Jessie Peterson Tarazi sits amidst an intimate group of twelve. There happen to be a lot of painters in the crowd, and everyone sits close, leaning in. Tarazi has pieced together a map of her Lowcountry home, complete with intricate line drawings of landmark mansions, favorite creeks, the oyster bateaux, the old Haig Point Lighthouse. She has the group giggling with the story of the Daufuskie ape. He came from Savannah and lived out his final days climbing the lighthouse flagpole. She speaks about the island post Civil War, when northern industrialists bought big tracts of land for hunting, padding the area with zebra and water buffalo. The grand mansions and illustrious families weave a rich and compelling history, a deep sense of place and play. It is from this historical backdrop that Tarazi paints.
Tarazi’s training began in earnest at the South Carolina Governor’s School for the Arts and Humanities, a two-year magnet program for the state’s emerging artists. After earning an undergraduate degree in fine art at Carnegie Mellon University and a masters at the New York Academy of Art, Tarazi returned to her roots. She became fascinated by what she calls cabinets of curiosity, the bagatelles and mementos of the great Southern women who raised her. Tarazi zeroed in on still lifes then, her subjects: creamy pink conch shells, dusky beach glass, delicate birds’ nests, bleached white skulls.
“I’m really into the idea of silver and what it means. It’s a relic of family, pieces of history from parlors and dining rooms. Imagine women in Charleston burying their silver in the backyard when the War came. Also it’s a whole lot of fun
This sense of history, of legacy, is present in Tarazi’s work. Her still lifes are moody and rich, echoing dramas of the past. Indeed, Tarazi studied the great masters. At Carnegie Mellon art was taught free form—the concept of expression questioned at every turn. At the Academy, however, Tarazi found structure, precision, form. She learned to paint in a fine and classic style.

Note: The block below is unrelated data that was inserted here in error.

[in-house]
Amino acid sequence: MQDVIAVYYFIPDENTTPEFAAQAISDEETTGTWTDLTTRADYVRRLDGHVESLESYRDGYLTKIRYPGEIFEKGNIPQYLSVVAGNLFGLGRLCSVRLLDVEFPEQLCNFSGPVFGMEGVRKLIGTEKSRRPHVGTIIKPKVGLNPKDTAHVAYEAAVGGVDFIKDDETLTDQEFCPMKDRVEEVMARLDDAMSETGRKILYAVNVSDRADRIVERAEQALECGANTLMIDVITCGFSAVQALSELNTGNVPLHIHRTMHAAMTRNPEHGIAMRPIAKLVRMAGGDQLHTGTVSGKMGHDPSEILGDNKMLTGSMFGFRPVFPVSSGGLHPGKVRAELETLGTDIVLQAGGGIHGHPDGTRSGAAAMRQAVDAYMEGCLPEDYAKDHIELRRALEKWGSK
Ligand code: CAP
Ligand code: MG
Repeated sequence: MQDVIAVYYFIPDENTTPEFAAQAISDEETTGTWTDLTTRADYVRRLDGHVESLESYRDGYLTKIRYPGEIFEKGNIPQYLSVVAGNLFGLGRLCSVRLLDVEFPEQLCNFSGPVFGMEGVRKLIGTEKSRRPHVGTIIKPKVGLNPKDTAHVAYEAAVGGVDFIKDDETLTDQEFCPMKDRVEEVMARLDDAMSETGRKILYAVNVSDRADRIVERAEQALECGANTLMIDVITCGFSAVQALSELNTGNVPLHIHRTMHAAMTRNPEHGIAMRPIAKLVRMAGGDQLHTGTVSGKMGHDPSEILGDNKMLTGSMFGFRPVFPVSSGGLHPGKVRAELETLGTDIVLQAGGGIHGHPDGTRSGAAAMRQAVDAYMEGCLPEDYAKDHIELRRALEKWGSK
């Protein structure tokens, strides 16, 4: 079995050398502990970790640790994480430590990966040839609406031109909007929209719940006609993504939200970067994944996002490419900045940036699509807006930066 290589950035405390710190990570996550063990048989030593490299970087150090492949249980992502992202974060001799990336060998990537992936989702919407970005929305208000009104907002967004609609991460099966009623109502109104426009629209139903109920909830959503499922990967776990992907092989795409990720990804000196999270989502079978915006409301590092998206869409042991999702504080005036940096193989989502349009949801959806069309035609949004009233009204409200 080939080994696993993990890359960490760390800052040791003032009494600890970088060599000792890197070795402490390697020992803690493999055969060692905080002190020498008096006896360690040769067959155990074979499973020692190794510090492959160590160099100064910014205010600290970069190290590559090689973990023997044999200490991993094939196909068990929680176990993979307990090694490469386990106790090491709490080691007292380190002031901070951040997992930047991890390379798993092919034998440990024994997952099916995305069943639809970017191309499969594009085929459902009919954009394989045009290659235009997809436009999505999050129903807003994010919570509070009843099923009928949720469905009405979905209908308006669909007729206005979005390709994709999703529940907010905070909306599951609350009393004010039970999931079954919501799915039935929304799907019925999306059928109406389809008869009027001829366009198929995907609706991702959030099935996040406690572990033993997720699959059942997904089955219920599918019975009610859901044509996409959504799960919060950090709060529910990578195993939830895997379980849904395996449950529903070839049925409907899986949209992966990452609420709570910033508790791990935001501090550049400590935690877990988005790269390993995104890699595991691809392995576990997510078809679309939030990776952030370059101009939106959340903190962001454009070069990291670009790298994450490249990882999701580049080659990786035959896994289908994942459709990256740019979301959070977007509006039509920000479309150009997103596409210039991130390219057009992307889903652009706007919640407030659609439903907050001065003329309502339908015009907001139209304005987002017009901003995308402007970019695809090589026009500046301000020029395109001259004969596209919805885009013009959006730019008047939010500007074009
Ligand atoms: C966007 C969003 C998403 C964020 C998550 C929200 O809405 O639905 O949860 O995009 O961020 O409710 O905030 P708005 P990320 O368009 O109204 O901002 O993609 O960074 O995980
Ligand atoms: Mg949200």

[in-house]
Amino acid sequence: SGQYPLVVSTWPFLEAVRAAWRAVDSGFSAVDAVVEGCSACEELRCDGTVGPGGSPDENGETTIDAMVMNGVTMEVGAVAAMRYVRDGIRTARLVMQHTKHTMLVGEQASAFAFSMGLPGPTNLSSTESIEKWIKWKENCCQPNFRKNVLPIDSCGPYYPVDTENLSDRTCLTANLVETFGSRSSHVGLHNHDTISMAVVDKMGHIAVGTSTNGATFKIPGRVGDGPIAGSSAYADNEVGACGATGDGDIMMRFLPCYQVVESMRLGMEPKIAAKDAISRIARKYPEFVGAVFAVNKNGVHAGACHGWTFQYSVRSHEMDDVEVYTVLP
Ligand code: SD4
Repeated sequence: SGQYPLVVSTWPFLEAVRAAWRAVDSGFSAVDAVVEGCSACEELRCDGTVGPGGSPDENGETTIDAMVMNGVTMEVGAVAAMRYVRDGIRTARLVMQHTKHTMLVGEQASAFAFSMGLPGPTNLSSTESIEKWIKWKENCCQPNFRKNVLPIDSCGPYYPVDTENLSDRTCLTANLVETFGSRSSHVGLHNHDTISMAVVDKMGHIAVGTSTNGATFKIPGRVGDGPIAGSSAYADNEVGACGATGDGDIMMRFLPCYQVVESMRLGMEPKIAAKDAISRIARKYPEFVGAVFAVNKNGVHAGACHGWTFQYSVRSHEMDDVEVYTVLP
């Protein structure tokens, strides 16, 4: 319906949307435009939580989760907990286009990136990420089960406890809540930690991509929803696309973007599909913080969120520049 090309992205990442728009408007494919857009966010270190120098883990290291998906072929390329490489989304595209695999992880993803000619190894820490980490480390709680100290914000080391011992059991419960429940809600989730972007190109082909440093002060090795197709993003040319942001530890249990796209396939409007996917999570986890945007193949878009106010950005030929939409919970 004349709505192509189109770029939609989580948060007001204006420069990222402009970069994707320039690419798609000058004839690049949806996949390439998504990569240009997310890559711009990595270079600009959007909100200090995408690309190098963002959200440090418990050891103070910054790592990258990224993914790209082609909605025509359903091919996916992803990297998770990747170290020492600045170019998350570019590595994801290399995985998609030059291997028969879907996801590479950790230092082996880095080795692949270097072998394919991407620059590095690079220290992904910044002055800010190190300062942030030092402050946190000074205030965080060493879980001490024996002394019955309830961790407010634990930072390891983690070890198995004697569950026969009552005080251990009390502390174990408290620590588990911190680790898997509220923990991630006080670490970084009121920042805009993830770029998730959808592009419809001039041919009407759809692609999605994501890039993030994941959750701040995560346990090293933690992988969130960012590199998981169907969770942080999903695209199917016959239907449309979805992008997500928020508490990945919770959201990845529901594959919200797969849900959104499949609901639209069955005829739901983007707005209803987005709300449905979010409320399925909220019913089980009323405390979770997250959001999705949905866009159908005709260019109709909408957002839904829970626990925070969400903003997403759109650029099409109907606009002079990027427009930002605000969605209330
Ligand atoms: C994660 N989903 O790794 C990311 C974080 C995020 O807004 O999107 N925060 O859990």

“You can learn so much from old masters by painting copies. It’s sort of a forgotten thing, but it teaches you to paint thin and fine. I was doing a lot of copies at the Met [Metropolitan Museum of Art]. Vermeer taught me glazing and pigments, about lead whites and bone blues.”
This bit piques the audience’s attention. Scattered hands go up and interested artists ask about mixing oils and preference in brands. Tarazi is thrilled, and the talk takes a left turn into the rabbit hole of pigment—coal black and ochre, the effect of light on silver from just three earthy paints. As she speaks, Tarazi sits on a short stool in front of a massive canvas. It’s of bleached coral. The knobby fingers are awash in light, reaching out from the shadowy darkness beneath. It is magnificent, nearly three-dimensional. She gestures to it: “Once I went big, it gave me a lot of freedom. I was taught to never show my underdrawing, but I actually love seeing it! When you can see the process, it makes you more connected to the painting. There’s more texture and depth.”
And it really is remarkable, the depth and quality of her paintings. Up close the brush strokes lay atop one another in violent contrast. But from afar a silver cup shines as if it might fall off the canvas with a clatter.
“It’s been amazing to spend time on Kiawah. It is the same as where I’m from but different, new inspiration. I spent this morning painting to the Jungle Book soundtrack and drinking mimosas!”
Tarazi’s husband is in the crowd and smiles at this. “Oh, I just got married to this guy,” she says, and the audience whistles and claps.
After her rigorous education, Tarazi has the bright-eyed excitement of a young, actualized artist. Her calendar is packed with commissions and travel. Though her home is New York City, Tarazi is often in the Lowcountry, on Hilton Head Island and in Charleston.